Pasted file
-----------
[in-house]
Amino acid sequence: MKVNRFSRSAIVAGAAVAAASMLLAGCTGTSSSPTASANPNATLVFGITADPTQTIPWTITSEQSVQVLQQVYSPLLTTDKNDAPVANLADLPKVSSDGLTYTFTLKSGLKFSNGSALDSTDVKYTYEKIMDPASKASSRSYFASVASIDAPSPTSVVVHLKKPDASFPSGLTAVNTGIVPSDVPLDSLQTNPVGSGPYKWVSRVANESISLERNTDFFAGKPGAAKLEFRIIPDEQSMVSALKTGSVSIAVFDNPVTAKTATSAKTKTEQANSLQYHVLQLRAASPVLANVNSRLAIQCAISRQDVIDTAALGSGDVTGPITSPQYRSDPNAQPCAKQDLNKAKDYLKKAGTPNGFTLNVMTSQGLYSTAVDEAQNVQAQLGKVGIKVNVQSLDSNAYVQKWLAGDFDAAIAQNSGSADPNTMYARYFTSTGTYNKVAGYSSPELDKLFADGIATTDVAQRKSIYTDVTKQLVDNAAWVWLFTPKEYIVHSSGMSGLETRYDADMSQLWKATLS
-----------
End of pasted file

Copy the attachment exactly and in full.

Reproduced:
[in-house]
Amino acid sequence: MKVNRFSRSAIVAGAAVAAASMLLAGCTGTSSSPTASANPNATLVFGITADPTQTIPWTITSEQSVQVLQQVYSPLLTTDKNDAPVANLADLPKVSSDGLTYTFTLKSGLKFSNGSALDSTDVKYTYEKIMDPASKASSRSYFASVASIDAPSPTSVVVHLKKPDASFPSGLTAVNTGIVPSDVPLDSLQTNPVGSGPYKWVSRVANESISLERNTDFFAGKPGAAKLEFRIIPDEQSMVSALKTGSVSIAVFDNPVTAKTATSAKTKTEQANSLQYHVLQLRAASPVLANVNSRLAIQCAISRQDVIDTAALGSGDVTGPITSPQYRSDPNAQPCAKQDLNKAKDYLKKAGTPNGFTLNVMTSQGLYSTAVDEAQNVQAQLGKVGIKVNVQSLDSNAYVQKWLAGDFDAAIAQNSGSADPNTMYARYFTSTGTYNKVAGYSSPELDKLFADGIATTDVAQRKSIYTDVTKQLVDNAAWVWLFTPKEYIVHSSGMSGLETRYDADMSQLWKATLS